I re­peated ‘fun’ mode driv­ing the turbo diesel, which comes with a six-speed trans­mis­sion and a lot more torque than the gas ver­sion.

Most no­tice­able is the im­pact of the Cana­dian de­signed Mul­ti­matic po­si­tion sen­si­tive sus­pen­sion sys­tem. It smooths out the wash­board vi­bra­tion and the truck set­tles down quickly af­ter land­ing the jumps.

This is a good time to men­tion the trucks dura­bil­ity. These same ve­hi­cles were

used in hun­dreds of kilo­me­tres of test­ing on the Ru­bi­con trial as well as other ter­rain across the US. Af­ter hun­dreds of laps of ama­teur driv­ers pound­ing the trucks on the tro­phy truck trail, they still hadn’t had a break­down.

Day two was low speed test­ing which con­sisted of a mild trail ride and a rock crawl­ing seg­ment on hard rock steps. The tires were not aired down, so ev­ery­thing was up to the trucks’ me­chan­i­cals. The ride height was suf­fi­cient, and when it wasn’t, we made good use of the stock rock slid­ers and un­der body ar­mour.

Built-in rear and front lock­ing diffs worked great – as ex­pected. And the elec­tronic switch­ing was in­tel­li­gently de­signed. The lock­ers can only be en­gaged in four low, the front can only be en­gaged af­ter the rear. Switch­ing off the rear when both lock­ers are on, the truck shuts off the front locker first and then the rear.

Driv­ing with good throt­tle con­trol made the as­cent sim­plis­tic. And speak­ing of throt­tle, the truck also comes with hill descent con­trol. Start your descent at the speed you de­sire, and then touch the brake or gas to increase or de­crease. Or if you’re es­pe­cially lazy, use the cruise con­trol ‘+’ or ‘-’,

Press­ing the en­gi­neers about what they would have done dif­fer­ently, now that they have the fi­nal prod­uct, they re­vealed

only two things. One is cos­metic, they would have ex­tended the front ar­mour plate closer so the bumper so more peo­ple would no­tice it, and two, they would have loved to ex­tend the travel of the sus­pen­sion slightly.

Chevy en­gi­neers were com­mit­ted to build­ing a solid off-road plat­form that most buy­ers would never need to mod­ify, and they suc­ceeded bril­liantly.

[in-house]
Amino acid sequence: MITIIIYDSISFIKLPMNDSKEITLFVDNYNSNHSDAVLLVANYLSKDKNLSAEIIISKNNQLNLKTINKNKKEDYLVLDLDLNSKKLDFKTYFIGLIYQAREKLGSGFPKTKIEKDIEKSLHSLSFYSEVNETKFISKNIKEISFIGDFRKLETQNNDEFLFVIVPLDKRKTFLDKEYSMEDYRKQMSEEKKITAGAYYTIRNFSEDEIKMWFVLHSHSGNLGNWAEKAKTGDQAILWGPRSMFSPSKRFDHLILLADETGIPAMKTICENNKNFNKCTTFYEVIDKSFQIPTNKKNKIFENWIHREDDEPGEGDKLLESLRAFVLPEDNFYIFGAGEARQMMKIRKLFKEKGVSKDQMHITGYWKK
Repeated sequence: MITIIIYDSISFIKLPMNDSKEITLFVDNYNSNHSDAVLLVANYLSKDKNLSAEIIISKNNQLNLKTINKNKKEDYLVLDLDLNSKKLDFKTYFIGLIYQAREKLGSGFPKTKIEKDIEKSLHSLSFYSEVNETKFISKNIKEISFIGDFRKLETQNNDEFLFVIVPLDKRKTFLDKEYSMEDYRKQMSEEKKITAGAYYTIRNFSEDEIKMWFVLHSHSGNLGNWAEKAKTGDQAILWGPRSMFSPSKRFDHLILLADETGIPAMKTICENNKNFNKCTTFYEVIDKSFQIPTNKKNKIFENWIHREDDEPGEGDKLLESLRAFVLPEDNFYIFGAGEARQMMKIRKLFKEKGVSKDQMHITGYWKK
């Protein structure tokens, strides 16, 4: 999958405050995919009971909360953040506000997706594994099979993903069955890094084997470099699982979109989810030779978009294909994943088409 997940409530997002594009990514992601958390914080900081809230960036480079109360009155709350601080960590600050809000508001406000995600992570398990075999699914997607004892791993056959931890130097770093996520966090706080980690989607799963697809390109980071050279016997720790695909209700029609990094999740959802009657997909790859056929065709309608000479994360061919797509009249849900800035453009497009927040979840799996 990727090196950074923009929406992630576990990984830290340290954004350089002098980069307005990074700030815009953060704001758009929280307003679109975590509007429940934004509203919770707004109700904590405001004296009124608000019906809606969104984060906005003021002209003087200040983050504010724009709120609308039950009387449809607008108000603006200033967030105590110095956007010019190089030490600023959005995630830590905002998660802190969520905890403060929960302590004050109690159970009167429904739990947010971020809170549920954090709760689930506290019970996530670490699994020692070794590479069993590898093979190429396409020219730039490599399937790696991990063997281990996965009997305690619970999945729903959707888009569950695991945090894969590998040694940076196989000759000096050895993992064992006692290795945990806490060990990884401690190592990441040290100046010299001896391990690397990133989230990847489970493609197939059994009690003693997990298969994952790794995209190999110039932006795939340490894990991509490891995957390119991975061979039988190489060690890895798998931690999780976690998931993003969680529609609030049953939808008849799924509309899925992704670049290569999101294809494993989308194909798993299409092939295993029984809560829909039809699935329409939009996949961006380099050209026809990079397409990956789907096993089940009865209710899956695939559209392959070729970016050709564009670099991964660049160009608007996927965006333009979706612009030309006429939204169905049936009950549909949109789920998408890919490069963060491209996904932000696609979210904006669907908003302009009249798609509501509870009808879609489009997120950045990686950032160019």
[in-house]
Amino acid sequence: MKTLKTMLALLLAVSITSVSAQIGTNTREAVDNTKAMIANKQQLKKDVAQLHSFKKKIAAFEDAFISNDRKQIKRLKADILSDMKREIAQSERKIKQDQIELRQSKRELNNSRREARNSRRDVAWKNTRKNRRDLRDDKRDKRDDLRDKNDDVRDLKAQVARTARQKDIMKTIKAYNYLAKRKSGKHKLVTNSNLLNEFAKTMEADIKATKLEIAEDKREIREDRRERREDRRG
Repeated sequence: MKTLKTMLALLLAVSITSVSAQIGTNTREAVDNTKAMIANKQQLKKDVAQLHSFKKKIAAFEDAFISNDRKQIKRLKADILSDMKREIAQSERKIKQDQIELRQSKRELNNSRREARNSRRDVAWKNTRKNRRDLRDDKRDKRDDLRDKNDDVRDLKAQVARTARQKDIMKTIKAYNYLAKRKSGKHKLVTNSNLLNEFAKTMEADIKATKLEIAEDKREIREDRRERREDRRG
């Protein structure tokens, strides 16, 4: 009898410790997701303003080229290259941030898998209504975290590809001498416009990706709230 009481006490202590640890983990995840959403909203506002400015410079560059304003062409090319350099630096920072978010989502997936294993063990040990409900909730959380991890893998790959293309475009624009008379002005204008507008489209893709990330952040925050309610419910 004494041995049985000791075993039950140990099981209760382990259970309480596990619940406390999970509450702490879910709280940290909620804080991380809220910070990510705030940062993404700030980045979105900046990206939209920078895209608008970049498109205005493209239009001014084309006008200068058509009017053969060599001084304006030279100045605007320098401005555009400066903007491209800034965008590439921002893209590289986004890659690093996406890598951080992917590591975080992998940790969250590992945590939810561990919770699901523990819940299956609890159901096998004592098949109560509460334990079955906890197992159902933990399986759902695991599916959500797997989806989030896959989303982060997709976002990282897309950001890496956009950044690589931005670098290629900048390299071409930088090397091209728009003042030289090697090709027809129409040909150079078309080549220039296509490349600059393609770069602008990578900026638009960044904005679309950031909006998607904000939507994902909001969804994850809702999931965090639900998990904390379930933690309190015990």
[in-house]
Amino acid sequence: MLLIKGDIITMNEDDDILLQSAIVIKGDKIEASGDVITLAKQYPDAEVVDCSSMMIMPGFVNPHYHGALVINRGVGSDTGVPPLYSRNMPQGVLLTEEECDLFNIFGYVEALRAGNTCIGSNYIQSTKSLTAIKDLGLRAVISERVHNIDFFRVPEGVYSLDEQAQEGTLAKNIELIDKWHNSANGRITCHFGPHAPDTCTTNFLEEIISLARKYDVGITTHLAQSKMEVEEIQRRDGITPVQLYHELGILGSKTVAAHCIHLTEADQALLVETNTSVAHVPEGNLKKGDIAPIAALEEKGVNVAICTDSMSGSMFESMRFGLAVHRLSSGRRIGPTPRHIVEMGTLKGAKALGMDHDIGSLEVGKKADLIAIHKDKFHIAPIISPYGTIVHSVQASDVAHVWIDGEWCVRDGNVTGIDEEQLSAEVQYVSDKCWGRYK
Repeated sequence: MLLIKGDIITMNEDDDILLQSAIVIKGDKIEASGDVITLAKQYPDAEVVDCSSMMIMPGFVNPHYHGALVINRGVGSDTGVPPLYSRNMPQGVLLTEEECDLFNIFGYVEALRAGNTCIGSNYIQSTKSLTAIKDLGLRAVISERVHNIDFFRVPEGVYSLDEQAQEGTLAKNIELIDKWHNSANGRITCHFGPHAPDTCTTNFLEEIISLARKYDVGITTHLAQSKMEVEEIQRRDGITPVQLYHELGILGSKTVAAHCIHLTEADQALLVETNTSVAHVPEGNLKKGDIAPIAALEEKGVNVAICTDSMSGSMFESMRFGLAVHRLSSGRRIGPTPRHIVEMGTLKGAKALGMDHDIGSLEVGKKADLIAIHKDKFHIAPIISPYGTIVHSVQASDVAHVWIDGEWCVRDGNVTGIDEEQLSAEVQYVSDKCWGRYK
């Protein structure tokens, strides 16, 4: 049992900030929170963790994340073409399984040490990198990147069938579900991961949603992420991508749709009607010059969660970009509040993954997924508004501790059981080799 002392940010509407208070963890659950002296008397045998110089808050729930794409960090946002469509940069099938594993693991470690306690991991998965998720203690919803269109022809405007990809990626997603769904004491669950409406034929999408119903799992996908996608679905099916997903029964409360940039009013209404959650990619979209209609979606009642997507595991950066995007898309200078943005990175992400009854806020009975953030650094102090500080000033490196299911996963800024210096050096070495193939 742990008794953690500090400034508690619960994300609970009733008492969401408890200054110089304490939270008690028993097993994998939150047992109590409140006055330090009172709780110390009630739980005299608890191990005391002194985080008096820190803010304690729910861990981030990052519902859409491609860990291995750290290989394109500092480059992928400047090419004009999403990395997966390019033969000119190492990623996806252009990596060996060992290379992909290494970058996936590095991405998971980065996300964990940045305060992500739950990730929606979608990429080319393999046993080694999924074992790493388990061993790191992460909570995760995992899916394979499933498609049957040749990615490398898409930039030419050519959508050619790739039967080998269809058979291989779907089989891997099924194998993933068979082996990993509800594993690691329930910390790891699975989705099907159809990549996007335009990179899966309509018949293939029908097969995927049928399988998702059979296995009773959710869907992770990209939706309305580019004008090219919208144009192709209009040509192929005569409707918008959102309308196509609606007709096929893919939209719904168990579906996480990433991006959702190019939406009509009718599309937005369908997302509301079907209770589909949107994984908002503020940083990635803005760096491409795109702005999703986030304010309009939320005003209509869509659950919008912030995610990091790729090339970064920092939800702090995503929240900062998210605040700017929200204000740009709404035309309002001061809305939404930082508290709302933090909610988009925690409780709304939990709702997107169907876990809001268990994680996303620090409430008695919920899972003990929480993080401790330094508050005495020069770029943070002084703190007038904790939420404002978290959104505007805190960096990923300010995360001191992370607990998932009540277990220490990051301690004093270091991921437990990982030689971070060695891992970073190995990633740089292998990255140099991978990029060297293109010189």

When they asked me what off-road fea­tures they could en­gi­neer into fu­ture mod­els, I had a few sug­ges­tions. In no par­tic­u­lar or­der, it would be great to have the hard wiring in place to add a winch and LED light bars. For that mat­ter, a winch ready bumper would be awe­some. A fac­tory com­pres­sor for air­ing tires up and down - pow­er­ful enough to run small air tools, per­haps with air lines run­ning to each wheel well so you could a do all four tires at once, and nat­u­rally room in those same wheel wells for 33” tires, without any mod­i­fi­ca­tions (I sus­pect that ask­ing for room for 35’s would be too much – baby steps). Af­ter that, our liquoren­hanced minds came up with noth­ing but out­ra­geous ideas.

But per­haps not fruit­less. Af­ter driv­ing this truck, I know in my bones that the 4WD au­to­mo­tive af­ter­mar­ket will wet their pants in an­tic­i­pa­tion, sali­vat­ing to get their hands on this pick-up. And I will be pass­ing out di­a­pers and hand wipes to see they don’t slow down cre­at­ing mods and ac­ces­sories.

It is a chicken and egg sce­nario though. The af­ter­mar­ket will ex­pand their of­fer­ings if the truck sells well. En­thu­si­asts will buy the truck if they can mod­ify it to make it their own.

Re­gard­less, this is the ve­hi­cle that will push other com­pa­nies to raise their game, and as con­sumers we will win, cre­at­ing more choice in mid-size pick­ups than we’ve had in a decade and a half. If, and I ex­pect they will, Colorado ZR2’s fly off the dealer show­rooms, not only will we see bet­ter plat­forms from cur­rent con­tenders, it may also en­cour­age other man­u­fac­tur­ers to re­lease their mid-size pick­ups in Canada.

Imag­ine your­self in five years, in search

Fully aired up we crawled up and down the stone steps us­ing the rear and front lock­ers. The rock slid­ers and front ar­mour got the oc­ca­sional work­out.

A spe­cially out­fit­ted ZR2 sup­port was ready to lend a winch or make re­pairs as we lined up the test ve­hi­cles for a crawl through the desert.

The Tabegauche Trail was a mild route to the stone steps. But nar­row enough to demon­strate the ben­e­fits of a mid-sized truck.

Fun mode – no trac­tion con­trol while 4 wheel drift­ing through high speed cor­ners.

The DSSV sus­pen­sion set­tles the truck quickly af­ter launch­ing airs like this.

No is­sues in full trac­tion con­trol through heav­ily rut­ted cor­ners tear­ing up the tro­phy truck track.